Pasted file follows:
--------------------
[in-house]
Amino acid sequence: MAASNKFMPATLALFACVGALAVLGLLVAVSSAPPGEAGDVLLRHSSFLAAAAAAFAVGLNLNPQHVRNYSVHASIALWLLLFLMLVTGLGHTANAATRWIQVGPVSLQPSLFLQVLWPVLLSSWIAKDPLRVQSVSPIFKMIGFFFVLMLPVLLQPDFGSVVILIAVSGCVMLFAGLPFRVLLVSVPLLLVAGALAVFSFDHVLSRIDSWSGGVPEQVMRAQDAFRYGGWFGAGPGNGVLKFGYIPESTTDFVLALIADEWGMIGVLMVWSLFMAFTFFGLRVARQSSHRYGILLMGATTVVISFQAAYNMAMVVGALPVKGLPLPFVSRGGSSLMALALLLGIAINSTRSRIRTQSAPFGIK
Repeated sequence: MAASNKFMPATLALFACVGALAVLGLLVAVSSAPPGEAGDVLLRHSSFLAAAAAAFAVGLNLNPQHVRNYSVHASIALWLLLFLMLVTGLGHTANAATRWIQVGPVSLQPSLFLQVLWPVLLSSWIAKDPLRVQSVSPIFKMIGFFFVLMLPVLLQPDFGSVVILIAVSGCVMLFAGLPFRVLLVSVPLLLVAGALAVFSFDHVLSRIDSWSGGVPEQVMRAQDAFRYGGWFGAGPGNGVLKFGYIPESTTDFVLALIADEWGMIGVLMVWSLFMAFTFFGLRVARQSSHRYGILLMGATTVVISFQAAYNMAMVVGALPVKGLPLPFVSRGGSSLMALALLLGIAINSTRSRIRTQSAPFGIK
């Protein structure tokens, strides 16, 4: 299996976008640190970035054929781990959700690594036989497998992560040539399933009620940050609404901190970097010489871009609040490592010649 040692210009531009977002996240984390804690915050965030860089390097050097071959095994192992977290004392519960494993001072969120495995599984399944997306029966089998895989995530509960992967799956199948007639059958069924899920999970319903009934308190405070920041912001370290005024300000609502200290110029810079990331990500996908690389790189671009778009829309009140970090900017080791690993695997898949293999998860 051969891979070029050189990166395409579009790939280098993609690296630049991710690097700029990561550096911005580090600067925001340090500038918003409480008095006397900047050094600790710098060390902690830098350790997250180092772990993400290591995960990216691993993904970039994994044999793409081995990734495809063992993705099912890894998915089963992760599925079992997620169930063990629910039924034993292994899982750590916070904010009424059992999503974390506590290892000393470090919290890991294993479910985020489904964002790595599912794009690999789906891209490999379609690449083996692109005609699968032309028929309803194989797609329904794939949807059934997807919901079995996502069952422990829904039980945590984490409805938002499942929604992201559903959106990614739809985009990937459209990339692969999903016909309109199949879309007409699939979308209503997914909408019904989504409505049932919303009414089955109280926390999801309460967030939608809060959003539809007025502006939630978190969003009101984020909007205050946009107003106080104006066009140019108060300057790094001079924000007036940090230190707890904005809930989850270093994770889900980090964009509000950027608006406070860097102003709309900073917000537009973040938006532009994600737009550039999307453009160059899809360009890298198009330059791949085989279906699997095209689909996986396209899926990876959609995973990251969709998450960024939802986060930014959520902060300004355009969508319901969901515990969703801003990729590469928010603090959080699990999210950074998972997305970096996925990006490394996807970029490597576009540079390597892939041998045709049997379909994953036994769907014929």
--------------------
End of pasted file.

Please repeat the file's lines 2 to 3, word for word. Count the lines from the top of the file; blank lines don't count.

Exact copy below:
Amino acid sequence: MAASNKFMPATLALFACVGALAVLGLLVAVSSAPPGEAGDVLLRHSSFLAAAAAAFAVGLNLNPQHVRNYSVHASIALWLLLFLMLVTGLGHTANAATRWIQVGPVSLQPSLFLQVLWPVLLSSWIAKDPLRVQSVSPIFKMIGFFFVLMLPVLLQPDFGSVVILIAVSGCVMLFAGLPFRVLLVSVPLLLVAGALAVFSFDHVLSRIDSWSGGVPEQVMRAQDAFRYGGWFGAGPGNGVLKFGYIPESTTDFVLALIADEWGMIGVLMVWSLFMAFTFFGLRVARQSSHRYGILLMGATTVVISFQAAYNMAMVVGALPVKGLPLPFVSRGGSSLMALALLLGIAINSTRSRIRTQSAPFGIK
Repeated sequence: MAASNKFMPATLALFACVGALAVLGLLVAVSSAPPGEAGDVLLRHSSFLAAAAAAFAVGLNLNPQHVRNYSVHASIALWLLLFLMLVTGLGHTANAATRWIQVGPVSLQPSLFLQVLWPVLLSSWIAKDPLRVQSVSPIFKMIGFFFVLMLPVLLQPDFGSVVILIAVSGCVMLFAGLPFRVLLVSVPLLLVAGALAVFSFDHVLSRIDSWSGGVPEQVMRAQDAFRYGGWFGAGPGNGVLKFGYIPESTTDFVLALIADEWGMIGVLMVWSLFMAFTFFGLRVARQSSHRYGILLMGATTVVISFQAAYNMAMVVGALPVKGLPLPFVSRGGSSLMALALLLGIAINSTRSRIRTQSAPFGIK